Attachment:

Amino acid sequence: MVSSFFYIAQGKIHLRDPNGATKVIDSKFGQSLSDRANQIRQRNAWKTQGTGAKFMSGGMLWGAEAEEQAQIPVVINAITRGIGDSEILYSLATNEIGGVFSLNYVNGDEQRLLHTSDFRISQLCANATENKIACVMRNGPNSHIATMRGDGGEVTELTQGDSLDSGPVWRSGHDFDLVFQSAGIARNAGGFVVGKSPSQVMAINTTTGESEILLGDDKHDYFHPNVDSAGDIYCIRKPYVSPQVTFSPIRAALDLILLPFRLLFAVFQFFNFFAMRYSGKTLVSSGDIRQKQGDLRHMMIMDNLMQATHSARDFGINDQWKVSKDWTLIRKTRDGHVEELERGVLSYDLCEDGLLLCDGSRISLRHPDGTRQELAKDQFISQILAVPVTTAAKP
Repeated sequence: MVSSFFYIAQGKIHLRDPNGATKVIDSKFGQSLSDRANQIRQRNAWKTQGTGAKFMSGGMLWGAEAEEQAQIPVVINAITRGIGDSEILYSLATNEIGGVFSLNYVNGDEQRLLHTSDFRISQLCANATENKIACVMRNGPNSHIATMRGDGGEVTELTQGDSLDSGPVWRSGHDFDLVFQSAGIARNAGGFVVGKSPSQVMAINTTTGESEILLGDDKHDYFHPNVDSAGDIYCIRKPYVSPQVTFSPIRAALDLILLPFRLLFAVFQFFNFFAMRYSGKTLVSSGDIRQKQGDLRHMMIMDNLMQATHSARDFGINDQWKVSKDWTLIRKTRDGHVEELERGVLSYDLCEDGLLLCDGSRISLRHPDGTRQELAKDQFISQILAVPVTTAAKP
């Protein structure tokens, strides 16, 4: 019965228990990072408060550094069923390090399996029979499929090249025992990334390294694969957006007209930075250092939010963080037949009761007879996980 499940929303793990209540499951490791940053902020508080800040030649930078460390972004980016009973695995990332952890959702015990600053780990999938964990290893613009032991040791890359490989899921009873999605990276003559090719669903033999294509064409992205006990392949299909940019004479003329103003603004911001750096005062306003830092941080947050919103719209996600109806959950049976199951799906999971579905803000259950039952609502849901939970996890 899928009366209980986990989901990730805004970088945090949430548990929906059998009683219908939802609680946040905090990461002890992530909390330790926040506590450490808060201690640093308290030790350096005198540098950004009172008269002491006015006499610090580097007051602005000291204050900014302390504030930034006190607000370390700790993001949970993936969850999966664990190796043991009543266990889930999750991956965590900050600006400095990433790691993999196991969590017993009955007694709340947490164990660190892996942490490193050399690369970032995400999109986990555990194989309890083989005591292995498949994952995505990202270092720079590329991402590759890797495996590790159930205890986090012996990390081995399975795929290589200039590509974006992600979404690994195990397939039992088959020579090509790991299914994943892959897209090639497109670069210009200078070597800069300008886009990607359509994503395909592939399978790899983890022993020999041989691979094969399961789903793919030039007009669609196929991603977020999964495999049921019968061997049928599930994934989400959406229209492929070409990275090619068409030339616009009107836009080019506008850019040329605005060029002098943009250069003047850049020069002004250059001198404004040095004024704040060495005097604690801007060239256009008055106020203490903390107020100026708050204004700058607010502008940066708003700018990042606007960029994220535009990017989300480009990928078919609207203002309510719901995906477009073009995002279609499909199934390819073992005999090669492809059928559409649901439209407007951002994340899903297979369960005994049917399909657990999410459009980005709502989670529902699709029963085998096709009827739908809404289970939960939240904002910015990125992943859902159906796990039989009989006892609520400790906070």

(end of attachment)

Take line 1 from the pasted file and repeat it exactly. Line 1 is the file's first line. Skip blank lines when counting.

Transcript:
Amino acid sequence: MVSSFFYIAQGKIHLRDPNGATKVIDSKFGQSLSDRANQIRQRNAWKTQGTGAKFMSGGMLWGAEAEEQAQIPVVINAITRGIGDSEILYSLATNEIGGVFSLNYVNGDEQRLLHTSDFRISQLCANATENKIACVMRNGPNSHIATMRGDGGEVTELTQGDSLDSGPVWRSGHDFDLVFQSAGIARNAGGFVVGKSPSQVMAINTTTGESEILLGDDKHDYFHPNVDSAGDIYCIRKPYVSPQVTFSPIRAALDLILLPFRLLFAVFQFFNFFAMRYSGKTLVSSGDIRQKQGDLRHMMIMDNLMQATHSARDFGINDQWKVSKDWTLIRKTRDGHVEELERGVLSYDLCEDGLLLCDGSRISLRHPDGTRQELAKDQFISQILAVPVTTAAKP